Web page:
Success with women breeds more success with women.
It is possible, of course, to reframe Anderson’s conclusions so that, for instance, initiative is itself a competence, in which case groups would be selecting their leaders more rationally than he supposes. But is a loudmouth the same thing as a leader?
aka the “bustamove” theory of Game.
So what is that special sauce that jerkboys have which flavors a woman’s life? Or anyone’s life?
When I thought about whether I had friends or associates who fit Aaron James’s definition of an asshole, I could come up with two. I couldn’t pinpoint why I spent time with them, other than the fact that life seemed larger, grander—like the world was a little more at your feet—when they were around.
“I want more LIFE, fucker!”
Then I thought of the water skis.
Some friends had rented a powerboat. We had already taken it out on the water when someone remarked, above the engine noise, that it was too bad we didn’t have any water skis. That would have been fun.
Within a few minutes, an acquaintance I will call Jordan had the boat pulled up to a dock where a boy of maybe 8 or 9 was alone. Do you have any water skis?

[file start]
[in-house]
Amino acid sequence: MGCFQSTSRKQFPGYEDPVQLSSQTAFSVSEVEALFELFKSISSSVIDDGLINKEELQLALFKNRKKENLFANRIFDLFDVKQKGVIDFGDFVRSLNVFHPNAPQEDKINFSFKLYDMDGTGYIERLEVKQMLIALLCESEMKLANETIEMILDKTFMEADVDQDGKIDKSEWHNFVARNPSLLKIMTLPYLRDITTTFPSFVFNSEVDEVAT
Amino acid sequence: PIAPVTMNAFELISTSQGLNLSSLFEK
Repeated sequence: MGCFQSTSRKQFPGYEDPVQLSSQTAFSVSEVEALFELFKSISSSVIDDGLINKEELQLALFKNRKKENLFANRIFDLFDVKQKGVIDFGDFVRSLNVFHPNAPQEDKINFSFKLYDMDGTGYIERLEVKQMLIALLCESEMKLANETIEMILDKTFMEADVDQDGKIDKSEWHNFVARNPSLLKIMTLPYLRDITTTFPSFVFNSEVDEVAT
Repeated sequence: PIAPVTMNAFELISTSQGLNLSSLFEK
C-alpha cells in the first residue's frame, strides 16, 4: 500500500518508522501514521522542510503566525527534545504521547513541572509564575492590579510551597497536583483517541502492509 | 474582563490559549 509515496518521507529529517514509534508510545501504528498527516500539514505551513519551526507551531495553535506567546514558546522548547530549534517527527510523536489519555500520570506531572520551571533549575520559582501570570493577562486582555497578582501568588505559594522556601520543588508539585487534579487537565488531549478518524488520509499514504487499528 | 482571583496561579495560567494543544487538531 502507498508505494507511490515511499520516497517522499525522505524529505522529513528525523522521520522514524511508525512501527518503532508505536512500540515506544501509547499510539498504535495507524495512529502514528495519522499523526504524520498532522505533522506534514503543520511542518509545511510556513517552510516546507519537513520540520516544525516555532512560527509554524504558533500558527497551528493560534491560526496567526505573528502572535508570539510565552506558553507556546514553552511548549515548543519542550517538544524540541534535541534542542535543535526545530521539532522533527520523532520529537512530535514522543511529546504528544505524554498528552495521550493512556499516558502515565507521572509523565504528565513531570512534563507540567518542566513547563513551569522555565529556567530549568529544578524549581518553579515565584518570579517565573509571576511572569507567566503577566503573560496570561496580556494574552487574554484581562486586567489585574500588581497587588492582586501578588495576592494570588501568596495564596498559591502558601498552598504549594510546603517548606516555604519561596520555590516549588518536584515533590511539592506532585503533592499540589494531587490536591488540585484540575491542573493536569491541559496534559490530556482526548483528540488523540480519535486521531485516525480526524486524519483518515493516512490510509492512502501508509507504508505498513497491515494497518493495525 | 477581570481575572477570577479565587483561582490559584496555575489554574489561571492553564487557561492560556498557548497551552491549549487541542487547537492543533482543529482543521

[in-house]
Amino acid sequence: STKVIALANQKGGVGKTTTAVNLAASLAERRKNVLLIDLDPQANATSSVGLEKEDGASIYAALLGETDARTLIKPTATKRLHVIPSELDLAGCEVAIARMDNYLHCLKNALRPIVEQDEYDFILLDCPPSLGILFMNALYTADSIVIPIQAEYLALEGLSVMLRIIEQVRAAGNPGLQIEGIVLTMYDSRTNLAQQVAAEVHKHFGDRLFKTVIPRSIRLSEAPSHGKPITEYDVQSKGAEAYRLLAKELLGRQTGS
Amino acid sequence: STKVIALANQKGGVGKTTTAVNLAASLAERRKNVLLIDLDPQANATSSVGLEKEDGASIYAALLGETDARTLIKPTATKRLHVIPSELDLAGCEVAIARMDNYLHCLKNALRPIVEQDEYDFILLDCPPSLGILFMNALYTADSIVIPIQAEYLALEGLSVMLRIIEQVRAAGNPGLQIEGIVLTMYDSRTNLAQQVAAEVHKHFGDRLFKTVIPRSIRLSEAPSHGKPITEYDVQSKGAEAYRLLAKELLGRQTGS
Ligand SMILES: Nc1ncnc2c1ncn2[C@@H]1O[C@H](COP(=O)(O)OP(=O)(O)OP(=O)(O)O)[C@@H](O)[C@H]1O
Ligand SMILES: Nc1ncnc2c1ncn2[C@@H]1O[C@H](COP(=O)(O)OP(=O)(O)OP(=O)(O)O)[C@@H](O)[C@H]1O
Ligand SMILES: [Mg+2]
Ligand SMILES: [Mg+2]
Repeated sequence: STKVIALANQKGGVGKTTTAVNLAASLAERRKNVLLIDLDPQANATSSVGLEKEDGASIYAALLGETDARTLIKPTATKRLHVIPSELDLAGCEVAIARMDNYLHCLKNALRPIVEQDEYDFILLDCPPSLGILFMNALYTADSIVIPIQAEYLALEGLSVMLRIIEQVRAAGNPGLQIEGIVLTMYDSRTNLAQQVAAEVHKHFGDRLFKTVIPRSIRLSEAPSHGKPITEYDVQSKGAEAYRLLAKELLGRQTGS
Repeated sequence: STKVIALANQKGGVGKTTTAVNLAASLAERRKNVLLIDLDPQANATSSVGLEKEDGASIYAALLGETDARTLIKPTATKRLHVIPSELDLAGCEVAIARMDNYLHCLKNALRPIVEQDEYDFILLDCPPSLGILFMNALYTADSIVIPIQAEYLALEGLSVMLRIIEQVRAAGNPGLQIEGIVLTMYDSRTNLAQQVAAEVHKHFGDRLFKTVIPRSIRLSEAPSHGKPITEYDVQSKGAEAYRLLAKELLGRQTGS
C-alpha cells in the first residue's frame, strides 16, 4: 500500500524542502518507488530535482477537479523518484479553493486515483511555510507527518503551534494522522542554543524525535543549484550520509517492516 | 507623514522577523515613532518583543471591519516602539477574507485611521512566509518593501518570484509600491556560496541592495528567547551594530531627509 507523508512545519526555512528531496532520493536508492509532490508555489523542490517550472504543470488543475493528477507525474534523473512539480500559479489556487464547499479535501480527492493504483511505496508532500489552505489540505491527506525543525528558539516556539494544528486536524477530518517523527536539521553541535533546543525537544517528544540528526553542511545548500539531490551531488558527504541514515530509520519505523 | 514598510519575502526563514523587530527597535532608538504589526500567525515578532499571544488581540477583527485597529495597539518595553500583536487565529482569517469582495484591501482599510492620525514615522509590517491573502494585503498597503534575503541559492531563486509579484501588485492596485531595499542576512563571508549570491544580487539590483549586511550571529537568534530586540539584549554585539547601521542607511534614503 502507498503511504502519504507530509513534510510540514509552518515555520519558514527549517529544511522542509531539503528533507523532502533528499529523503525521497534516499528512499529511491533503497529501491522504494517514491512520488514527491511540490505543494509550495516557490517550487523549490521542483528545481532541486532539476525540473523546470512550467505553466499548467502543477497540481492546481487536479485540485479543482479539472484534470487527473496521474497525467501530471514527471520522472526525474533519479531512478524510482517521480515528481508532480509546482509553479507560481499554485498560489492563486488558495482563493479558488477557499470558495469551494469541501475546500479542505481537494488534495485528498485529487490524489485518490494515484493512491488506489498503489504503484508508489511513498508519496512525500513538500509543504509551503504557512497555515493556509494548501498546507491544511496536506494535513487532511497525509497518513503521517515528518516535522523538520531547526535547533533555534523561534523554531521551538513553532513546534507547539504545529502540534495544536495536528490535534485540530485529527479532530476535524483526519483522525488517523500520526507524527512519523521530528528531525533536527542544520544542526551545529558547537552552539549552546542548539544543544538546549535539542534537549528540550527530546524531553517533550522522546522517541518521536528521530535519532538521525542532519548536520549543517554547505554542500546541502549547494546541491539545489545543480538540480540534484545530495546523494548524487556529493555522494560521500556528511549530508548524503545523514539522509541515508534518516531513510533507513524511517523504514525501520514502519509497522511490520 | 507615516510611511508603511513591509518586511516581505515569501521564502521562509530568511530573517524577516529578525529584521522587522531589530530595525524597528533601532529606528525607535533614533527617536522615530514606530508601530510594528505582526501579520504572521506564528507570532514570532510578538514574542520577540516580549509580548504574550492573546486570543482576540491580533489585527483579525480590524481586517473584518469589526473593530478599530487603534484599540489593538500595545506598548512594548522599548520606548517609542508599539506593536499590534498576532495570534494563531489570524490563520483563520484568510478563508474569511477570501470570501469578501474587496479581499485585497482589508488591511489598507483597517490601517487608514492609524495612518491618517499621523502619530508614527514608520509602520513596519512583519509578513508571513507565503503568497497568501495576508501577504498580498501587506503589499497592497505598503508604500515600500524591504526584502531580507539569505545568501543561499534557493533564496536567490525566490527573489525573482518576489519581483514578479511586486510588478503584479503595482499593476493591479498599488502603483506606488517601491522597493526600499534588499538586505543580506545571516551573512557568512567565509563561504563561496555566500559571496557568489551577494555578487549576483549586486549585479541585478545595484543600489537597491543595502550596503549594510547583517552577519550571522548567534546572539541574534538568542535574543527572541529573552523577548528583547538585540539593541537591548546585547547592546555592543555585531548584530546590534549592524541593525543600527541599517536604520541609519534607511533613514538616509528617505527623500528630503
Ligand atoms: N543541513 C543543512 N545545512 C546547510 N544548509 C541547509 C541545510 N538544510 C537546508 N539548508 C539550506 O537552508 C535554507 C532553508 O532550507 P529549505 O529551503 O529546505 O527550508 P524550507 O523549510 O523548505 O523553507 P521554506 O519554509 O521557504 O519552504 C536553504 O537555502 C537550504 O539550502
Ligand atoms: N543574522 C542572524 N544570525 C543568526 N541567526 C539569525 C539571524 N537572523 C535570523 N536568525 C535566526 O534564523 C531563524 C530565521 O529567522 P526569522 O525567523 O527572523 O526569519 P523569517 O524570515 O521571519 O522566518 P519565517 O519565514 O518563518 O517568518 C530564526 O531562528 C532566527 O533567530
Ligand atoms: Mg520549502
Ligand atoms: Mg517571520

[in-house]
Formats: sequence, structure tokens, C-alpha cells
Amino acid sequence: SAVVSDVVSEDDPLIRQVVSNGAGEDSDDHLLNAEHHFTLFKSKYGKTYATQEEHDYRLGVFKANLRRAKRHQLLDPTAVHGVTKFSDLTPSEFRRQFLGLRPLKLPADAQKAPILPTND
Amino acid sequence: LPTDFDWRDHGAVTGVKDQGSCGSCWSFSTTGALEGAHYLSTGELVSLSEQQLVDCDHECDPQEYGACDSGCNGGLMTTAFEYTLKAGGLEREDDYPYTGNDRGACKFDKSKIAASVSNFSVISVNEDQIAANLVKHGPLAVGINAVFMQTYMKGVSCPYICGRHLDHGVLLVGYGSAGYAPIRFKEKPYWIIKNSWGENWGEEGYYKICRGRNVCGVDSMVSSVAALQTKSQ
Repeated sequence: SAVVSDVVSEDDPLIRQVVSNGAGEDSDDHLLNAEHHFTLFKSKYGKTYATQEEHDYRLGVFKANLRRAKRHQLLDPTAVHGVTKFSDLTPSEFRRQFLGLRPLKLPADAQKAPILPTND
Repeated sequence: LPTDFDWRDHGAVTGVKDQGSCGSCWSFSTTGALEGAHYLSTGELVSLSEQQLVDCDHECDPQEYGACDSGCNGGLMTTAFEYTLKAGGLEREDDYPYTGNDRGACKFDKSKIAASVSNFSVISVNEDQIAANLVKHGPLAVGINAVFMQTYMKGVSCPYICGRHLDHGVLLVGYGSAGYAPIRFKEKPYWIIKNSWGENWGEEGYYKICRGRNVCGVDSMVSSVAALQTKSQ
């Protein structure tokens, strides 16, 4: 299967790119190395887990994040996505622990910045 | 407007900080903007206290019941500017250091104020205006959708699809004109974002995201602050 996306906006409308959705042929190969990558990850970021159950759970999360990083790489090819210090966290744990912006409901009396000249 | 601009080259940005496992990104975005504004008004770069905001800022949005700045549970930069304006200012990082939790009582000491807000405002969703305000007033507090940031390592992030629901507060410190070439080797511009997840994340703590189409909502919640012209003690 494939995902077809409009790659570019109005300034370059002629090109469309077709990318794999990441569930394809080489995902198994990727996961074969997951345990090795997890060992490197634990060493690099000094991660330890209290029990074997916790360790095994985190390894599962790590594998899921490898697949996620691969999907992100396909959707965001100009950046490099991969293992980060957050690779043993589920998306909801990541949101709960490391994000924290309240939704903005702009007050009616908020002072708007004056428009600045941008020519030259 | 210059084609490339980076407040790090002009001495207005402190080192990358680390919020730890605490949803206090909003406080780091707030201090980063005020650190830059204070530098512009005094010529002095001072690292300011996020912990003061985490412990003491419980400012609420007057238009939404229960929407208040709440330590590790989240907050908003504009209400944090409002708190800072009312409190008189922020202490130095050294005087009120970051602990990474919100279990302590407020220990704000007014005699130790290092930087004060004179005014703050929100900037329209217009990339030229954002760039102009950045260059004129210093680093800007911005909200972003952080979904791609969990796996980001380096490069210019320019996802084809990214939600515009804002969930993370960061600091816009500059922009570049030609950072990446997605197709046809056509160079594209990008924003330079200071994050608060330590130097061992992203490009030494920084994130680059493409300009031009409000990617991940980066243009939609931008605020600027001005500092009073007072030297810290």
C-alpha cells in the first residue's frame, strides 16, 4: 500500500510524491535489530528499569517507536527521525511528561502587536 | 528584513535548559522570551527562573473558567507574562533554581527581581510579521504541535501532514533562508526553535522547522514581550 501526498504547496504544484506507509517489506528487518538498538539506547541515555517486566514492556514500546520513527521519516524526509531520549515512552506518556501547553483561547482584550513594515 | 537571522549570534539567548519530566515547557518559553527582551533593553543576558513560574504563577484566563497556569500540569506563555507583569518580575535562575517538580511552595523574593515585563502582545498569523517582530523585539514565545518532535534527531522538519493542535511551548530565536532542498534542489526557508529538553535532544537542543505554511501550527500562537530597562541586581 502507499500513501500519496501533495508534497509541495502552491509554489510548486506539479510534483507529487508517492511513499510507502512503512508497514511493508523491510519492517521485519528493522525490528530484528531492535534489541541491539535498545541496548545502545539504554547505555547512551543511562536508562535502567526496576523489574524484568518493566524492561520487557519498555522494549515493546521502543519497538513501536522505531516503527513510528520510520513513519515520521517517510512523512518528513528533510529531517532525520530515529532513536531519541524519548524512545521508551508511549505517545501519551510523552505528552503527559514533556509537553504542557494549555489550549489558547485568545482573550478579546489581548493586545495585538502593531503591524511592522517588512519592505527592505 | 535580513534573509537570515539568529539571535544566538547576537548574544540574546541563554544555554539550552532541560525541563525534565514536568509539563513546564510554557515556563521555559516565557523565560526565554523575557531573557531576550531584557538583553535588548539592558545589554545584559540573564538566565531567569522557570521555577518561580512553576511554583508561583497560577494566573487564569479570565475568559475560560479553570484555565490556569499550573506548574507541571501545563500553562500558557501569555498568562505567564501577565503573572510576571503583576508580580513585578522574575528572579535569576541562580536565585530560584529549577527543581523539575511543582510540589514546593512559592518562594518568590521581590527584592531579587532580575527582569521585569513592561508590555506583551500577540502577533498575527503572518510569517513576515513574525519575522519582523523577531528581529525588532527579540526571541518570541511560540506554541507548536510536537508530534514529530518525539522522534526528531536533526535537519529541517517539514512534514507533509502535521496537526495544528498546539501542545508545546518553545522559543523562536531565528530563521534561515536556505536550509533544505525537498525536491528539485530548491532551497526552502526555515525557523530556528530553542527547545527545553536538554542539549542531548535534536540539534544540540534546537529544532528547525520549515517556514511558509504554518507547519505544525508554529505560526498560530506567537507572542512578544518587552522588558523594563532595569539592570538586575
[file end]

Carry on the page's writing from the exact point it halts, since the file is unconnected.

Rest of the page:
The boy seemed unprepared for the question. Not really, he said. There might be some in storage, but only his parents would know. Well, would you be a champ and run back to the house and ask them? The boy did not look like he wanted to. But he did.
The rest of us in the boat shared the boy’s astonishment (Who asks that sort of question?), his reluctance to turn a nominally polite encounter into a disagreeable one, and perhaps the same paralysis: no one said anything to stop the exchange. But that’s the thing. Spend time with the Jordans of the world and you’re apt to get things you are not entitled to—the choice table at the overbooked restaurant, the courtside tickets you’d never ask for yourself—without ever having to be the bad guy. The transgression was Jordan’s. The spoils were the group’s.
The transgression is the jerkboy’s. The romantic spoils are the women’s.
Isolating the effects of taker behavior on group welfare is exactly what van Kleef, the Dutch social psychologist, and fellow researchers set out to do in their coffee-pot study of 2012.